Outside, away from her tasks
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beginning of the sentence, which exemplifies the speakers verbose tone. She also often repeats
the at the beginning of lines 1 through 14, thus adding to the verbose tone. At the end of every
line from 1 through 14, the words contain either assonance or consonance, which creates a sense
of continuity, but not fluidity. The lack of obvious musical devices in lines 15 through 30 is
significant to the tone also. Ironically, without these musical devices, the tone actually becomes
more fluid and euphonious to the ear.
In addition to anaphoras, assonance, and consonance, the speaker also creates a musical
effect by using rhymes. Lines 1 through 14 contain masculine end rhyme. For example, the
speaker rhymes tend with mend and mop with shop (1-4). This masculine end rhyme
creates a sense of continuity within that stanza, which allows for the repetitive and dreary tone to
be strengthened. Lines 15 through 30 do not contain any rhyming, so they are unrhymed free
verse. Despite the lack of a concrete rhyme scheme in the last four stanzas, they are still fluid and
rhythmic. The different rhyme scheme structure between the first 14 lines and the last 15 lines
illustrates the dissonance between her dreary reality and her wanted refuge.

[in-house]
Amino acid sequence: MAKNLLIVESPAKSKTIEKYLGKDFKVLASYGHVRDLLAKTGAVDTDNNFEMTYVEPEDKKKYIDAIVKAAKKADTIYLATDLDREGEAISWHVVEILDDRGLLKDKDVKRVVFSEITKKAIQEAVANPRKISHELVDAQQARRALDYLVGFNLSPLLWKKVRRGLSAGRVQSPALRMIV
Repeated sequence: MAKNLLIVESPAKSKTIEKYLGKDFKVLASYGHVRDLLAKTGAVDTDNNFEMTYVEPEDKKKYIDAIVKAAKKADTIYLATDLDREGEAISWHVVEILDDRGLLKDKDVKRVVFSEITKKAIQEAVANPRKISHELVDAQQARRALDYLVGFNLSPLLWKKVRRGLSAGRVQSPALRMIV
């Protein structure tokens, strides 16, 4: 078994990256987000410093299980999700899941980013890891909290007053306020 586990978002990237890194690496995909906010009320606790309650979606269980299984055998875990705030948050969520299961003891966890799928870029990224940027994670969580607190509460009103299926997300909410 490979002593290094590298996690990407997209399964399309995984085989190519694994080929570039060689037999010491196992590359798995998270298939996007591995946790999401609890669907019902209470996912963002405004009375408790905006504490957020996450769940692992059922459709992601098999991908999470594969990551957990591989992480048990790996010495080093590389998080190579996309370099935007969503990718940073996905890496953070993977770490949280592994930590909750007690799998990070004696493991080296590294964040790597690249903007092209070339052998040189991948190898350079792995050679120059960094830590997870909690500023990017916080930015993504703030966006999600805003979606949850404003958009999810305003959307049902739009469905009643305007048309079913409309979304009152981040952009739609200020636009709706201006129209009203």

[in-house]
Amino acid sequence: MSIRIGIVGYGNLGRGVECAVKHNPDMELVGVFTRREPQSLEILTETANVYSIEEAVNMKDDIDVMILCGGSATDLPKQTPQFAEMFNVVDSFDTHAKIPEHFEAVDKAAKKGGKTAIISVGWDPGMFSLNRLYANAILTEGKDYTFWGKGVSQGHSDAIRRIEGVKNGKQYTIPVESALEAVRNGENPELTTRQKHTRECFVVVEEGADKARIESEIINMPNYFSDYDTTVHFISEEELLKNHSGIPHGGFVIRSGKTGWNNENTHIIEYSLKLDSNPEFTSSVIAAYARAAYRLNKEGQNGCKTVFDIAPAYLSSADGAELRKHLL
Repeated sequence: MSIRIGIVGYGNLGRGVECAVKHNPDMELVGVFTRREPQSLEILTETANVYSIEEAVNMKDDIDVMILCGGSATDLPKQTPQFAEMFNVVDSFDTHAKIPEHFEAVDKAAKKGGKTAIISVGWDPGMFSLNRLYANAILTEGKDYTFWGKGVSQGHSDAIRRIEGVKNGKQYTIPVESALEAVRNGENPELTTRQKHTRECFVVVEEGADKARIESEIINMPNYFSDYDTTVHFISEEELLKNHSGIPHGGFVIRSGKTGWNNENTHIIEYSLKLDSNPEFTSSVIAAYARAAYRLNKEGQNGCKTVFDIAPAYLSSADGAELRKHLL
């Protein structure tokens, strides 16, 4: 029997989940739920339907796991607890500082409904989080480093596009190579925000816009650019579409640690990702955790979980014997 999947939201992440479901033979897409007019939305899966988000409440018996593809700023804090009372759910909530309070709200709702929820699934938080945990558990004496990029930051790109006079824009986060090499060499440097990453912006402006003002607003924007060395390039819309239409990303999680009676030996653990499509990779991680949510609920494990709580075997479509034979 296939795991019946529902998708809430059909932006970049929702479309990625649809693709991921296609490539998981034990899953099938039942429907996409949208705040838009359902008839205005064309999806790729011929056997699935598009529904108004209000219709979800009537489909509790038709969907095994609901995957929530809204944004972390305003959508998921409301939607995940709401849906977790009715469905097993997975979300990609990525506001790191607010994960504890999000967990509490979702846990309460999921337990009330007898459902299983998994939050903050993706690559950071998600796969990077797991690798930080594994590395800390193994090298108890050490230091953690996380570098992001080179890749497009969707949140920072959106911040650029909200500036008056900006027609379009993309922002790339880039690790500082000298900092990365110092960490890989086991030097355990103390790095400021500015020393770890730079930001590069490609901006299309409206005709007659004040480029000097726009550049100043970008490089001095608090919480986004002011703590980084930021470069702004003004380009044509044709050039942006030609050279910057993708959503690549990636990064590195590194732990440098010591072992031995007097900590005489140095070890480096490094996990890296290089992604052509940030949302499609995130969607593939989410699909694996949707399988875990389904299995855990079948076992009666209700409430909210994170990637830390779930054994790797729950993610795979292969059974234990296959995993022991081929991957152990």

The varied use of diction and syntax also aids in the creation of the various tones. In the
first 14 lines, the speaker uses a long run-on sentence and elementary diction. The use of such
elements reinforces the speakers monotonous tone because there is no use of high level
vocabulary. Also, since lines 1 through 14 are just one run-on sentence, this allows for the stanza
to have a fluid, consistent tone. Lines 15 through 30 contain more complex syntactical structures
and meaningful diction. For example, every stanza is one sentence with four lines, which helps
connect those ideas in order to create the tone for each section. As the stanzas progress, the
diction in each stanza helps influence the changing tone from wishful to desperate. For example,
Comment [AK7]: Different word choice-maybe
change to talkative or monotonous
Comment [AK8]: Different word choice- change
to a word such as talkative or repetitive
Comment [AK9]: I would probably delete this
whole part because it is not supported.
Comment [AK10]: Reword- which strengthens
the repetitive and dreary tone
Comment [AK11]: Musical should replace
fluid and rhythmic because I have used that phrase
a lot.
Comment [AK12]: Word choice- desired
Comment [AK13]: Word choice- simple, not
Comment [AK14]: Eliminate this word because
it is incorrect
Comment [AK15]: I could add a sentence about
how the structure of lines 1-14 is symbolic of her
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stanza four contains very cold, negative diction such as cold and icy, thus creating the tone
for the corresponding stanza.
Overall, the tone of Woman Work by Maya Angelou is established through the
incorporation of varied diction and syntax, along with musical devices. From the beginning of
the poem to the end, the speaker transitions from her monotonous reality to her desired oasis
within nature through these elements.
Comment [AK16]: What kind of tone?- the
cold tone
Comment [AK17]: Add another sentence about
the overall effect of those devices